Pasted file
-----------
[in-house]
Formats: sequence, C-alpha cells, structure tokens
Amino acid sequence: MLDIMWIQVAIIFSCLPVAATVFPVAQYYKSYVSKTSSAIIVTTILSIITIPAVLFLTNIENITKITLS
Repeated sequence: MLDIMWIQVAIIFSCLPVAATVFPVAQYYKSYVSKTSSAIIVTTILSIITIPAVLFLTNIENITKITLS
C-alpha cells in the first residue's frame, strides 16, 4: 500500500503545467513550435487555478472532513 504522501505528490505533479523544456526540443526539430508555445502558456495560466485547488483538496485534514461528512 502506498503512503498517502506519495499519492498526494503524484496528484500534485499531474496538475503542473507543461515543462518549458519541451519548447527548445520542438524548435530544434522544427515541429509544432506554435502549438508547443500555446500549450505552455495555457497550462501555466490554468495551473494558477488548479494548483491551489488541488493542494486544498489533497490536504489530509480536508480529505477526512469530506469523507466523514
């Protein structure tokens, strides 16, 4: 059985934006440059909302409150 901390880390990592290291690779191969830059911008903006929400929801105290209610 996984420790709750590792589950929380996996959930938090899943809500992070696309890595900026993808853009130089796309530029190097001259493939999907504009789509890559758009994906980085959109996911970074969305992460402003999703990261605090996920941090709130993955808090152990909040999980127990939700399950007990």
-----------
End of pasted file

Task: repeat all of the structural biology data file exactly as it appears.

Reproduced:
[in-house]
Formats: sequence, C-alpha cells, structure tokens
Amino acid sequence: MLDIMWIQVAIIFSCLPVAATVFPVAQYYKSYVSKTSSAIIVTTILSIITIPAVLFLTNIENITKITLS
Repeated sequence: MLDIMWIQVAIIFSCLPVAATVFPVAQYYKSYVSKTSSAIIVTTILSIITIPAVLFLTNIENITKITLS
C-alpha cells in the first residue's frame, strides 16, 4: 500500500503545467513550435487555478472532513 504522501505528490505533479523544456526540443526539430508555445502558456495560466485547488483538496485534514461528512 502506498503512503498517502506519495499519492498526494503524484496528484500534485499531474496538475503542473507543461515543462518549458519541451519548447527548445520542438524548435530544434522544427515541429509544432506554435502549438508547443500555446500549450505552455495555457497550462501555466490554468495551473494558477488548479494548483491551489488541488493542494486544498489533497490536504489530509480536508480529505477526512469530506469523507466523514
């Protein structure tokens, strides 16, 4: 059985934006440059909302409150 901390880390990592290291690779191969830059911008903006929400929801105290209610 996984420790709750590792589950929380996996959930938090899943809500992070696309890595900026993808853009130089796309530029190097001259493939999907504009789509890559758009994906980085959109996911970074969305992460402003999703990261605090996920941090709130993955808090152990909040999980127990939700399950007990």